In the latest report by the Food & Environment Reporting Network, out today in May/June issue of Eating Well magazine, looks at the growing issue of antibiotic resistance due to the routine use of antibiotics in livestock production. Reporter Barry Estabrook, author of the New York Times bestselling book Tomatoland, details how livestock are fed a diet laced with low “sub-therapeutic” doses of antibiotics, not to cure illness, but to make the animals grow faster and survive cramped living conditions.
“The low doses kill many bacteria,” Estabrook writes, “But some develop mutations that make them immune to the same drugs that once destroyed them.” Eighty percent of all antibiotics in the U.S. are used in livestock production.
The story comes out on the heels of a new study by Consumer Reports that shows that antibiotic-free turkey is less likely to be contaminated with resistant-bacteria. The findings strongly suggest that the routine use of antibiotics in animal production has led to increased antibiotics resistance when the drugs are used to treat human illnesses. In addition, the U.S. Food and Drug Administration (FDA) released updated consumer advice this week, in which its scientists discussed the connection between treated animals and resistant strains of bacteria in humans.
Estabrook reports that incidences of MRSA, or resistant infections of Staphylococcus aureus, in the U.S. more than doubled between 1999 and 2005, from 127,000 to 280,000, and MRSA-related deaths rose from 11,200 to 17,200. He pointed out that a study published in 2011 showed that MRSA, which has been found on livestock farms that use antibiotics, was getting into meat. Researchers analyzed 136 samples of beef, poultry and pork from 36 supermarkets in California, Illinois, Florida, Arizona and Washington, D.C. Nearly one-quarter of the samples tested positive for MRSA.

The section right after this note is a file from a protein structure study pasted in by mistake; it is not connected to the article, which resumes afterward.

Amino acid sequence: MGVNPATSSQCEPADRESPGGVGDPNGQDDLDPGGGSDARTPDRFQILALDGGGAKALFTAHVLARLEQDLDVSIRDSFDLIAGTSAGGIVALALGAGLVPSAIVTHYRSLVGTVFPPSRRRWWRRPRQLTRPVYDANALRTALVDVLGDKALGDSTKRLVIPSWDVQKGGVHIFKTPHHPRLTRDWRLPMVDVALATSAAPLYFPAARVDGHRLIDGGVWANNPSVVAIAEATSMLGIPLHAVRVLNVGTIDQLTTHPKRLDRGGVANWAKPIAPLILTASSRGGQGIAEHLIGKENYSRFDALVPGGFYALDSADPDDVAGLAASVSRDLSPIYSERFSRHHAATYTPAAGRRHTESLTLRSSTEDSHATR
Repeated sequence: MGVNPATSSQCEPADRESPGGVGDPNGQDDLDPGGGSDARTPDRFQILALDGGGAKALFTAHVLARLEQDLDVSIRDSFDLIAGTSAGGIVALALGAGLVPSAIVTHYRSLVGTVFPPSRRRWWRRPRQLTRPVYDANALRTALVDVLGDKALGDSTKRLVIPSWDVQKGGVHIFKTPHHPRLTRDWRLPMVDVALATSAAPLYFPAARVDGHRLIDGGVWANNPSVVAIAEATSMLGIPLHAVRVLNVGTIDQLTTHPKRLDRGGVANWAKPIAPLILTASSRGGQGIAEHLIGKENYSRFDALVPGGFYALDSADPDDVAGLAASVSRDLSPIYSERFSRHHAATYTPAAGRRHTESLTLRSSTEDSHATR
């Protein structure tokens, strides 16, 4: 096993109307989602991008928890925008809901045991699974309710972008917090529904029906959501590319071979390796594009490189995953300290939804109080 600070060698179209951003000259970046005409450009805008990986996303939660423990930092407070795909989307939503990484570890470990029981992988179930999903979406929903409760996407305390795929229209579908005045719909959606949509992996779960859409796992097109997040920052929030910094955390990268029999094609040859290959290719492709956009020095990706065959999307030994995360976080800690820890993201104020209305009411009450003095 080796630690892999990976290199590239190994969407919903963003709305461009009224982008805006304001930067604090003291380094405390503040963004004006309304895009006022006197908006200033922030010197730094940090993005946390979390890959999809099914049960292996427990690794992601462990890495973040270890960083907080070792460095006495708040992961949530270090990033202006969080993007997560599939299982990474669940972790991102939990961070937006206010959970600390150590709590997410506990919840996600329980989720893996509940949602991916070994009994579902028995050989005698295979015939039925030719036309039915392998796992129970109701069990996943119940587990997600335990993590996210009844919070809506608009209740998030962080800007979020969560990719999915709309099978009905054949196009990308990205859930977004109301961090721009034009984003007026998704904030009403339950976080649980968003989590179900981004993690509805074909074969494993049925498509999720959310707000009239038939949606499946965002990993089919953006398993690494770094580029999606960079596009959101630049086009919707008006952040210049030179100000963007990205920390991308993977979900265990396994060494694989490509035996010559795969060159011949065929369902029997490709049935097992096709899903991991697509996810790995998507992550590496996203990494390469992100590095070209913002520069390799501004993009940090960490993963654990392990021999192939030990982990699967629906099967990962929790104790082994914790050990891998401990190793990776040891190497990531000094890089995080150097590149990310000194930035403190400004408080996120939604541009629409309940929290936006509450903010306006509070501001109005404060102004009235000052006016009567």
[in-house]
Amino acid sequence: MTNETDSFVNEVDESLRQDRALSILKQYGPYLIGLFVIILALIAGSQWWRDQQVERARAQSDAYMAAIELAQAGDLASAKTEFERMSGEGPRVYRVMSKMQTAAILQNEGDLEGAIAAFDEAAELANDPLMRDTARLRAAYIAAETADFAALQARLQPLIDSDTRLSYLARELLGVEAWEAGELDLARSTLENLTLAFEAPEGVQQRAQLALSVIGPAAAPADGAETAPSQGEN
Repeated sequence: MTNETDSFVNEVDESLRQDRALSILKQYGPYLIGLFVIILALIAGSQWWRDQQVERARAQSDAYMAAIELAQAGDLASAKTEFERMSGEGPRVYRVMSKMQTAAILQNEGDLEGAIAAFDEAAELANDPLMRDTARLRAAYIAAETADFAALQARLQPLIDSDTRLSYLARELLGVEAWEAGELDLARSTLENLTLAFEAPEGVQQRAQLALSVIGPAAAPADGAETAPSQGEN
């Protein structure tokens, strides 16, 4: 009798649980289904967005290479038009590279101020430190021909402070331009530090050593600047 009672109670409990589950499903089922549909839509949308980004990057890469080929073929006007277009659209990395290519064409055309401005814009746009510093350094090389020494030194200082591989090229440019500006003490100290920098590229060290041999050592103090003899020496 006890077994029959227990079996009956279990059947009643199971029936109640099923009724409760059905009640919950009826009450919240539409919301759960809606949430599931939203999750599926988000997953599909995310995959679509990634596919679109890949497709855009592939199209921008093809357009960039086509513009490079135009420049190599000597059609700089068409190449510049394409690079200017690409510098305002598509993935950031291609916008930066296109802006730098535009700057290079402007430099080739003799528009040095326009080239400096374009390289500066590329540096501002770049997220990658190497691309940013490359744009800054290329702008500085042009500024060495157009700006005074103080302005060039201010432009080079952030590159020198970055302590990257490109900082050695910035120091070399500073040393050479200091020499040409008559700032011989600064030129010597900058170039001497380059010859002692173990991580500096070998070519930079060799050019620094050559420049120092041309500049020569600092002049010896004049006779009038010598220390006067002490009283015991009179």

Estabrook notes that a recent study tested the farmers of large hog operations for MRSA. Not one of those who avoided antibiotics tested positive, while nearly half the farmers who routinely used antibiotics on their pigs carried resistant bacteria. Not everyone who carries the resistant bacteria gets sick, however, and the article points out that proper cooking of meat will kill bacteria.
“Perhaps it’s no coincidence that while the quantity of antibiotics administered to humans has remained stable, the amount fed to livestock has soared,” he writes. According to the FDA records, antibiotic use on farms grew from about 18 million pounds in 1999 to nearly 30 million pounds in 2011.
The piece notes a seminal 1976 study, which showed that low doses of antibiotics bred E. coli resistance in chickens and also among the farmers that raised them. A year later, the FDA announced plans for a ban on feeding livestock low doses of antibiotics, but it never came to pass.
In Denmark, Estabrook explains, incidences of resistant bacteria fell dramatically in both people and animals after low-dose antibiotic usage in livestock production was banned in 2000. Meanwhile, pork production rose. The European Union banned sub-therapeutic use of antibiotics in livestock production in 2006.
In the U.S., Congresswoman Louise Slaughter, a Democrat from upstate New York and a microbiologist by training, has repeatedly tried to legislate limits on the use of the drugs in animals, without success.